Cardiovascular fitness is an important goal in cardiac rehabilitation (CR) programs and is predictive of outcomes. We sought to determine the utility of a novel clinical treadmill score in determining prognosis of coronary artery disease (CAD) patients after CR.
Demographic, clinical and exercise data of 262 patients (mean age 55.8 ± 10.1 years) who completed an outpatient CR program were analyzed. The FIT treadmill score was determined prior to program initiation and after completion. Patients were classified according to risk category using the FIT scores after CR completion and were followed up for the occurrence of 10 year all cause mortality.
On median follow up of 10.3 years, 52 patients died. An improvement of the FIT treadmill score by 18.2 points was associated with a 21% reduction in mortality (multivariate-adjusted Hazard Ratio 0.79, 95% CI 0.56-1.08, P≤0.05). Kaplan-Meier survival curves showed increased occurrence of mortality in the high-risk group. After adjustment for confounders a high-risk FIT score category on exit (HR: 2.7, 95% CI 1.41-5.17, P≤0.05) was predictive of increased mortality. Both an improvement in the FIT score (AUC=0.81) and the FIT score category on exit (AUC=0.92) had good discrimination in predicting mortality.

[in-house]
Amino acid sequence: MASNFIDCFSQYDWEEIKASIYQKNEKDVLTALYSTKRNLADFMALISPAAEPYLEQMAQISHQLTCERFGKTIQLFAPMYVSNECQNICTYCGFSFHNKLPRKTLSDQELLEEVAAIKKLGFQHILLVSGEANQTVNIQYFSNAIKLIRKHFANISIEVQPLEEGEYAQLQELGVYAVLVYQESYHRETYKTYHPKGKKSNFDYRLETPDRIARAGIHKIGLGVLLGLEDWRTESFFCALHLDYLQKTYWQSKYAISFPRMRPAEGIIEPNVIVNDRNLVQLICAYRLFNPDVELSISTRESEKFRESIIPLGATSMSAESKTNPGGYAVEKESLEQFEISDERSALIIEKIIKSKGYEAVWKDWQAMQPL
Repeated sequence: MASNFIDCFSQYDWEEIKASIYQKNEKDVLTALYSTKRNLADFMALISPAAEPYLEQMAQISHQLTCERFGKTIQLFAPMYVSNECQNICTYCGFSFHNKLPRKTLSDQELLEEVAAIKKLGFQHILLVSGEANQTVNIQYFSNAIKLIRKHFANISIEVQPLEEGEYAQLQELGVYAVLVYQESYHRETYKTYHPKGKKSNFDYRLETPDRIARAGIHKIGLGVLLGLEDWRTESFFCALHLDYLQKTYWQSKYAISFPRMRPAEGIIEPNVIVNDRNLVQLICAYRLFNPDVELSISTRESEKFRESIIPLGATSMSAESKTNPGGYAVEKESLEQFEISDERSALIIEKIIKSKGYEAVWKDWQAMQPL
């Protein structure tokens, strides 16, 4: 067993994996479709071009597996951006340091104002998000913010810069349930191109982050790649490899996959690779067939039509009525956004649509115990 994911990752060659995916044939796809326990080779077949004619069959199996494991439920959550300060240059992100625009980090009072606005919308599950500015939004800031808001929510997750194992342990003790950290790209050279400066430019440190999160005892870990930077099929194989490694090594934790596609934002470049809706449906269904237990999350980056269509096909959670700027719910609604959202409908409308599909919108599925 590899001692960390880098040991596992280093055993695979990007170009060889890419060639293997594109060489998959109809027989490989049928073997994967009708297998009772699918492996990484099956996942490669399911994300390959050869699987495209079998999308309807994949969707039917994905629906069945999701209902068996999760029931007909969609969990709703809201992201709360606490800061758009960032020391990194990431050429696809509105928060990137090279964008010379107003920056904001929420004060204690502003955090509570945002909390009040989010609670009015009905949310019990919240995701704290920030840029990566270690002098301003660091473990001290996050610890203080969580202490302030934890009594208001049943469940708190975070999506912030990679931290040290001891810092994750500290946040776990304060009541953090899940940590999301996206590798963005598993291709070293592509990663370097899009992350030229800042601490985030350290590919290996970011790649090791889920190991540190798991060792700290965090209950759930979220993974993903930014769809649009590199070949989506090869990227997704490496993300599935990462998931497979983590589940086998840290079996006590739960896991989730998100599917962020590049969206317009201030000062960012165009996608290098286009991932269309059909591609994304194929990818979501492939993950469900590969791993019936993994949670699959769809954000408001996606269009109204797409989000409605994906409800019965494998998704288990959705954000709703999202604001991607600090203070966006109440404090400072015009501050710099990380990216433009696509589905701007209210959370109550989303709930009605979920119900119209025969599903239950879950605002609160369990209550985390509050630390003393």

The FIT treadmill score is predictive of all cause mortality in patients with CAD undergoing CR. An improvement in the FIT score after CR is associated with improved survival. The FIT score may be a useful prognostic marker of overall cardiovascular fitness and successful outcome for patients who participate in CR programs.